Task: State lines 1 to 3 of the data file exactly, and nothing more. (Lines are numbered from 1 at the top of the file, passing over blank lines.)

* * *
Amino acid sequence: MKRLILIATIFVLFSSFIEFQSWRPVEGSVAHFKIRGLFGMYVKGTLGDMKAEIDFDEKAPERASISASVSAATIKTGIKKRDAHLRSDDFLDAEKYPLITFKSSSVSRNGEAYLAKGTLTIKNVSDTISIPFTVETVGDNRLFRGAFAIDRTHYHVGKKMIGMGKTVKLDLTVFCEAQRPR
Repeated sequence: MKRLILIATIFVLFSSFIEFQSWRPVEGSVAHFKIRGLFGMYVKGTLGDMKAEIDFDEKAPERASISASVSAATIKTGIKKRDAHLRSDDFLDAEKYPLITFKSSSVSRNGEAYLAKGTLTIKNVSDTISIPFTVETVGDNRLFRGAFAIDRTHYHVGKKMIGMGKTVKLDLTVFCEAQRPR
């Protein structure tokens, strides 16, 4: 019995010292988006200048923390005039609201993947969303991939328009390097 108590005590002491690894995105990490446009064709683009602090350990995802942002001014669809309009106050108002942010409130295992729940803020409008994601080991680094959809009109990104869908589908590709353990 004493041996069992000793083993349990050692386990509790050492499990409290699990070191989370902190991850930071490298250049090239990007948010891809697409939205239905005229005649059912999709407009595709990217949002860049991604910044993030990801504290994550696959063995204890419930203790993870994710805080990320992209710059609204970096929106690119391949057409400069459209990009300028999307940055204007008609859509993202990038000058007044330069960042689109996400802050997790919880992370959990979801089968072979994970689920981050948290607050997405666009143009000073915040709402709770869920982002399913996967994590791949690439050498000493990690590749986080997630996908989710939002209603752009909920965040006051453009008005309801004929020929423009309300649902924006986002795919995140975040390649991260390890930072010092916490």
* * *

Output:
Amino acid sequence: MKRLILIATIFVLFSSFIEFQSWRPVEGSVAHFKIRGLFGMYVKGTLGDMKAEIDFDEKAPERASISASVSAATIKTGIKKRDAHLRSDDFLDAEKYPLITFKSSSVSRNGEAYLAKGTLTIKNVSDTISIPFTVETVGDNRLFRGAFAIDRTHYHVGKKMIGMGKTVKLDLTVFCEAQRPR
Repeated sequence: MKRLILIATIFVLFSSFIEFQSWRPVEGSVAHFKIRGLFGMYVKGTLGDMKAEIDFDEKAPERASISASVSAATIKTGIKKRDAHLRSDDFLDAEKYPLITFKSSSVSRNGEAYLAKGTLTIKNVSDTISIPFTVETVGDNRLFRGAFAIDRTHYHVGKKMIGMGKTVKLDLTVFCEAQRPR
């Protein structure tokens, strides 16, 4: 019995010292988006200048923390005039609201993947969303991939328009390097 108590005590002491690894995105990490446009064709683009602090350990995802942002001014669809309009106050108002942010409130295992729940803020409008994601080991680094959809009109990104869908589908590709353990 004493041996069992000793083993349990050692386990509790050492499990409290699990070191989370902190991850930071490298250049090239990007948010891809697409939205239905005229005649059912999709407009595709990217949002860049991604910044993030990801504290994550696959063995204890419930203790993870994710805080990320992209710059609204970096929106690119391949057409400069459209990009300028999307940055204007008609859509993202990038000058007044330069960042689109996400802050997790919880992370959990979801089968072979994970689920981050948290607050997405666009143009000073915040709402709770869920982002399913996967994590791949690439050498000493990690590749986080997630996908989710939002209603752009909920965040006051453009008005309801004929020929423009309300649902924006986002795919995140975040390649991260390890930072010092916490």